Wildcare Grants Assessment Committee
The role of the Wildcare Nature Conservation Committee.
Donations to Wildcare Tasmania are managed in accordance with our status as a Registered Environmental Organisation and Registered Charity. Grant applications are invited from Wildcare volunteer groups and organisational partners. Applications are assessed by the Wildcare Nature Conservation Committee, who are a group of highly qualified people who are passionate about Tasmania’s wild places and wildlife. This governance process means that donors are able to claim a tax deduction for donations.
The following people are members of the Wildcare Grants Assessment Committee:
Leslie Frost (Chair)
Leslie began working for the Tasmanian Parks and Wildlife Service in 1984, doing two seasons as a summer ranger at Cradle Mountain, then one year as the WHA Interpretation Officer and then 18 years as a professional Scientific/Planning Officer. She wrote the first statutory management plans for Freycinet National Park, Mt Field National Park, the Peter Murrell Reserve, among others. Leslie has made many trips to Macquarie Island and the Australian Antarctic since 1989.She was also involved in establishing the Tasmanian Trail. After preparing the Macquarie Island WHA/Nature Reserve Management Plan, Leslie joined the Australian Antarctic Division in 2004 as an environmental policy officer before becoming the Environmental Manager for all Australian Antarctic operations until 2014.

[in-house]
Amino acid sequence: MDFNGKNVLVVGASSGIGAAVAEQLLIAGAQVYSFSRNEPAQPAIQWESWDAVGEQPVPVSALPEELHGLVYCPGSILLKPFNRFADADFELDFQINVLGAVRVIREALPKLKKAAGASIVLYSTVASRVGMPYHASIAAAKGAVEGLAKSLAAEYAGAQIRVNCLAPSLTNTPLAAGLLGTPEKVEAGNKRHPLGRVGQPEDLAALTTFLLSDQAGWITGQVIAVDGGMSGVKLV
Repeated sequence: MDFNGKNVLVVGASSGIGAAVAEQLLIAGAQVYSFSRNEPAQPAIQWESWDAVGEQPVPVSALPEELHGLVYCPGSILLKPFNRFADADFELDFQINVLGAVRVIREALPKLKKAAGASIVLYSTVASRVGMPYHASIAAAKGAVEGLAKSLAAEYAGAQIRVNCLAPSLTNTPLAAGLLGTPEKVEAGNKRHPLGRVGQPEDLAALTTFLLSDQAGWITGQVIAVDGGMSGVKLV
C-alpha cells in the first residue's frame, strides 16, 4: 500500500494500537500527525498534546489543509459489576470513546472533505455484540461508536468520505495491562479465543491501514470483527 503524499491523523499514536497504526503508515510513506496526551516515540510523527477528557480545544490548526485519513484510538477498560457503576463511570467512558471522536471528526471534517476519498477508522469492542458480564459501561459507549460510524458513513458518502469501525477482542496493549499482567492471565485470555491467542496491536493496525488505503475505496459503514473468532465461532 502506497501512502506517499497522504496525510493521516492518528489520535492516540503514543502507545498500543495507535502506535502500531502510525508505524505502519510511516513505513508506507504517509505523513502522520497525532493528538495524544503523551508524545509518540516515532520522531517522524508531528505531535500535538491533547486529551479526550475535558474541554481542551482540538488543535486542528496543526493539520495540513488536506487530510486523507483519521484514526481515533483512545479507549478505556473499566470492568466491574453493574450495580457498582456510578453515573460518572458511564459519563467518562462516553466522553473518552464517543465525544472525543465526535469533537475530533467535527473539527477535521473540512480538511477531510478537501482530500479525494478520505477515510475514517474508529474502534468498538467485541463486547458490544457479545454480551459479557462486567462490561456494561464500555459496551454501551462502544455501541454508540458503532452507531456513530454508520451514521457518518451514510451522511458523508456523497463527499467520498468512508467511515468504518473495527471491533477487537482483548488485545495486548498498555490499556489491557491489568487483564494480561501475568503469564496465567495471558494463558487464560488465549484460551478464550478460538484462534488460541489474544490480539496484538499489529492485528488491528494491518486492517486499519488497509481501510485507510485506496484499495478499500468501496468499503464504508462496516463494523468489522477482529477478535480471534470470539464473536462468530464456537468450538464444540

Leslie has a Master’s in Environmental Studies from the University of Tasmania and an Honours in Environmental Biology from the University of Colorado and undertook the AICD Company Director’s course in 2016. She is currently the President of the Howden Progress Association, Vice President of the Kingston Tennis Club and occasionally volunteers as a guide at the Mawson’s Huts Museum. She has been a wildlife carer for about 30 years and continues a lifelong love of nature conservation through her participation on the Wildcare Grants Assessment Committee for the last three years.
Dr Rosemary Gales
Rosemary studied zoology and wildlife conservation and has worked in New Zealand, Canada, Antarctica and Australia – including Macquarie and Heard Island. She has instigated and managed long term programs monitoring the conservation status of penguins, albatrosses, seals, whales and wombats. Rosemary has also been responsible for programs aimed at mitigating fisheries bycatch of seabirds and also convening a global group of specialists assessing the status of albatross species worldwide.
Isaac grew up in rural Tasmania climbing trees and chasing wildlife. From here, his passion for the environment grew and he completed a Bachelor of Science majoring in zoology at the University of Tasmania. Isaac has extensive experience volunteering in a number of roles, including as a keeper at Bonorong Wildlife Sanctuary, on projects with Conservation Volunteers Australia, Tasmanian Land Conservancy and at local cat and dog shelters.